Moreover, in the pre-emptive setting, 65% of the patients achieved complete CMV-clearance with first-line therapy and Megalotect after a median of 20 days (range 3 – 190). As observed for the prophylaxis setting, the wide range of anti-CMV pre-emptive treatment duration is atypical, and this reflects the different policies of the different centers in this field. 16/78 patients (20%) received pre-emptive therapy for more than four weeks, as maintenance. Moreover, it should be noticed that the time-point of CMV reactivation in these 78 cases varies widely concerning allo-SCT (from the day -9 to day +399). Most of the patients (73/78, 94%) reactivated CMV between day 0 and 100 days from allo-SCT. We decided to include in this report also the five patients who received Megalotect with an anti-CMV specific drug for a late CMV reactivation (mostly during GVHD), in order to have a "real-life" picture of the CMV management in the transplant Centers that participated to the study. We are aware that our results are in line with the response rate reported with conventional pre-emptive therapy with anti-CMV specific drugs alone, but it should be noticed that our patients represent a highly negatively selected cohort, in terms of risk of CMV reactivation. Thus, we can speculate that Megalotect may have played a role in inducing a fast and complete viral clearance in the majority of patients. We compared our cohort of patients with a historical cohort of 122 patients transplanted from 2010 to 2017 in 2 of the six transplant Centers, who received pre-emptive therapy for CMV reactivation without Megalotect. We did not find any statistically significant difference in terms of response rate, duration of pre-emptive treatment, and breakthrough CMV infections. It should be noticed that, due to the evolution of the transplant approach in the last 20 years, these two populations were not well balanced with respect to the clinical and transplant characteristics and this is an extreme bias for drawing any conclusion (data not shown). Therefore, we believe that there is an urgent need for a prospective trial to better explore the role of Megalotect in CMV prevention and treatment.
Only 9% of the patients of the present series developed CMV disease, and none of the 24 deaths were related to CMV. We think that these data are of interest, considering that all the patients were at high risk of CMV infection and disease, mainly for unfavorable serology (R+) or haploidentical transplant or acute GVHD requiring treatment.
The role of anti-CMV Ig in the management of CMV in allotransplanted patients has been poorly explored in clinical trials, and currently, its use is not recommended in clinical practice. In 1998 Bacigalupo and Colleagues published the data of a randomized trial on 128 patients who received Megalotect versus conventional IV-Ig weekly from the day -7 to day +100.[26] Antigenemia was used for CMV monitoring, and they found a trend for a reduced incidence of 1-year cumulative incidence of CMV antigenemia and grades II-IV acute GVHD in patients treated with hyper-immune anti-CMV Ig. Very recently Alsuliman and Colleagues published the results of a retrospective analysis on 23 patients who received Megalotect with or without anti-CMV specific drugs, mainly as salvage treatment. They observed a response rate of 87% after a median of 15 days of therapy, and the incidence of subsequent CMV reactivation was 22%.[27]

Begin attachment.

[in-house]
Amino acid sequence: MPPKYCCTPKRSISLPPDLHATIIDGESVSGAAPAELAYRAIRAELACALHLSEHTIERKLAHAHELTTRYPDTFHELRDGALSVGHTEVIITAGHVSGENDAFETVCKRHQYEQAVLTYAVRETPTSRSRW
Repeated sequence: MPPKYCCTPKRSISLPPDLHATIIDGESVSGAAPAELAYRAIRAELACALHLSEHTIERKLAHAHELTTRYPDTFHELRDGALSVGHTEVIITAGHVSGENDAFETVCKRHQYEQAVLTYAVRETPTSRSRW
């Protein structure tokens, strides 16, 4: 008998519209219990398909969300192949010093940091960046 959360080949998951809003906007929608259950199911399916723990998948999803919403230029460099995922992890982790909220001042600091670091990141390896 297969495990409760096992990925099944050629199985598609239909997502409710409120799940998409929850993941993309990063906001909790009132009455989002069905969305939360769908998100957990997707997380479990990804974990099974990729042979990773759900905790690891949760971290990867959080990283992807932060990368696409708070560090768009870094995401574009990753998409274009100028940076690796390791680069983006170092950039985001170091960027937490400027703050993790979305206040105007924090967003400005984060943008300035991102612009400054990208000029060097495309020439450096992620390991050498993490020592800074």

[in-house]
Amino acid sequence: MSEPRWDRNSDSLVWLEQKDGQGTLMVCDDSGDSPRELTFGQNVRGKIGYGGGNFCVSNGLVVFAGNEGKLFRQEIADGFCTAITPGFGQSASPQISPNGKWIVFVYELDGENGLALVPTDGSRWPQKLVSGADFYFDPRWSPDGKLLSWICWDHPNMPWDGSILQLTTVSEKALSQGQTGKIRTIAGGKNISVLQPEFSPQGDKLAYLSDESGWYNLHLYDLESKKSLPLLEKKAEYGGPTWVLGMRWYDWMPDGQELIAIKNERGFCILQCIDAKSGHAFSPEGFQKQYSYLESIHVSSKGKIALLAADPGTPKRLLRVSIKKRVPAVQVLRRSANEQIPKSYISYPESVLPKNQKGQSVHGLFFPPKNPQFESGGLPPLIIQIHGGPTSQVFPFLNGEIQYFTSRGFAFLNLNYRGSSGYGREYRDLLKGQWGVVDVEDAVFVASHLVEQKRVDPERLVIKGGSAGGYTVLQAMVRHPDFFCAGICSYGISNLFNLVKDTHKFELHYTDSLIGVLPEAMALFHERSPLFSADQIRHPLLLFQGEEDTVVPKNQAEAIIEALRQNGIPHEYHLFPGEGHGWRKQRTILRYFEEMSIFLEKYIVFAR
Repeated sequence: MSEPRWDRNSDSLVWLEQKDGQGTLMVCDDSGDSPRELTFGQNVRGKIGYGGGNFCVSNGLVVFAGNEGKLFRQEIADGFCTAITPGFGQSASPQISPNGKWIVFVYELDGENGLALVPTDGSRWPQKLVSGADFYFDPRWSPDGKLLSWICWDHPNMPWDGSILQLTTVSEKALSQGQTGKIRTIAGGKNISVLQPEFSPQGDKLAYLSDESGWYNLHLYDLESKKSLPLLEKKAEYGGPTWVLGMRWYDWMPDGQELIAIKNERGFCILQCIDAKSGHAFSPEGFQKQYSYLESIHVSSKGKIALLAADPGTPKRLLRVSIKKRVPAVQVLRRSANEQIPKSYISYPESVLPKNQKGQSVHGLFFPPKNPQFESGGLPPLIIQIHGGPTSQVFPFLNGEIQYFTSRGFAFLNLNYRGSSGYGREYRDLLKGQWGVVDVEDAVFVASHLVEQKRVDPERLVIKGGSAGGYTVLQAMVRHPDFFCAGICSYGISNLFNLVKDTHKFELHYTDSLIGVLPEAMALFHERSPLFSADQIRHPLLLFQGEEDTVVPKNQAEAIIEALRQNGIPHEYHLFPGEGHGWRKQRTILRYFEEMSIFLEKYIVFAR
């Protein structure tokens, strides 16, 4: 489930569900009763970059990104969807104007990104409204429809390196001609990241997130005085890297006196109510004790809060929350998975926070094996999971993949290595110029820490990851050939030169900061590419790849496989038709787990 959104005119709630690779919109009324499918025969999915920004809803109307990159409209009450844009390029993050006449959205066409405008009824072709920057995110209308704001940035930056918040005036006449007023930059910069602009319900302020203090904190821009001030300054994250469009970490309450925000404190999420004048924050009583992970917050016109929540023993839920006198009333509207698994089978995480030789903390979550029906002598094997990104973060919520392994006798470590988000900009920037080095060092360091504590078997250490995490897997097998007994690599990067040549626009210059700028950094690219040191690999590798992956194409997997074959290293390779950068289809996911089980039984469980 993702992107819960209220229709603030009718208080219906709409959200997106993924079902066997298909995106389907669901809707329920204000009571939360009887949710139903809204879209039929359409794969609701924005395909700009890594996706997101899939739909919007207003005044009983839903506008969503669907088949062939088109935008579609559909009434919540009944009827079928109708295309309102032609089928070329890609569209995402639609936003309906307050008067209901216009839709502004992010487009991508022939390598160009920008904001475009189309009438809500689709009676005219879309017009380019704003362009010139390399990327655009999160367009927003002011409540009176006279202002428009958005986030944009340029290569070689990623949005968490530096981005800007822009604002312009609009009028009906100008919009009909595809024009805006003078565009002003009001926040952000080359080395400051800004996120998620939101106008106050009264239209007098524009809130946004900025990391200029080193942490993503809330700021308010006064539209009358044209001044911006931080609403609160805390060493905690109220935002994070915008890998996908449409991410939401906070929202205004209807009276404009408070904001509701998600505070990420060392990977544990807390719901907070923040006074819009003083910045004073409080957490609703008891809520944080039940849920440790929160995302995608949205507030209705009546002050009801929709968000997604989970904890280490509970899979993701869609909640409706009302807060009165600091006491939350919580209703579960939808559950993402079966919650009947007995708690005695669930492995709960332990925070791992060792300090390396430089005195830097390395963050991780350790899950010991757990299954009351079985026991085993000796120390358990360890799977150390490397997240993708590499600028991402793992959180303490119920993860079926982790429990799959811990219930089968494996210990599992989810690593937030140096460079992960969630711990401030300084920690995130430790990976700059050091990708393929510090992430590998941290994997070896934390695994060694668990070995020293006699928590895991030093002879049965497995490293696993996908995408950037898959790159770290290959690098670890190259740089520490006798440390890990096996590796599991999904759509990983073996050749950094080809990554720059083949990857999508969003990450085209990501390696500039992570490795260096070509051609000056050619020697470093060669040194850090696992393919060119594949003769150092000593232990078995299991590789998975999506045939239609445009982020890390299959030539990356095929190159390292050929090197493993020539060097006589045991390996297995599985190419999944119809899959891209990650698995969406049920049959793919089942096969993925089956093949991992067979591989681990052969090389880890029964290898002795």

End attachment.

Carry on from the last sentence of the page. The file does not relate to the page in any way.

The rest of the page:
The optimal dose of anti-CMV Ig in these patients has to be better investigated. Some of the published papers report dosages much higher (100 – 200 UI/Kg/dose) than the ones reported in this analysis and usually administered for more than the median doses reported in our series.[26,27] It should be noticed that the optimal dose and schedule of anti-CMV Ig has not been established yet, and the high variability reported in the few published papers probably reflects the different Centers' policy of CMV management. Of note, the dose of 50 UI/Kg administered in our patients was high enough to maintain a level of peripheral blood IgG greater than 500 mg/dl, which is considered associated with relatively high efficacy of the humoral immune system in controlling infections after allo-SCT. Further studies are warranted in order to address the optimal dose and schedule of Megalotect.
As previously stated, our data are retrospective, with several limitations that can derive from many aspects, including the changing of transplant scenario, the evolution of pre-emptive strategy and CMV monitoring and the possible bias of positive or negative selection by Clinicians in the choice to administer Megalotect. As a consequence, prospective trials to explore the role of Megalotect in prophylaxis and pre-emptive settings are strongly warranted in high-risk patients. In this latter group, the major issue is to assess if a combination of anti-CMV specific drugs and Megalotect may reduce the days of pre-emptive therapy and thus the toxicity, and to verify if the combination can reduce the incidence of breakthrough CMV infection.
The future management of CMV infection is expected to change rapidly, due to the availability in clinical practice of the new anti-CMV drugs, namely letermovir, recently licensed in the United States and Europe for the prophylaxis of CMV in the first 100 days after transplant.[11,13] The use of this drug will probably reduce the incidence of early CMV reactivation, but we will have to manage late-onset CMV reactivations, which are expected in about one-third of the patients who will receive letermovir for prophylaxis. It may be interesting to prospectively explore the role of Megalotect in preventing this event too.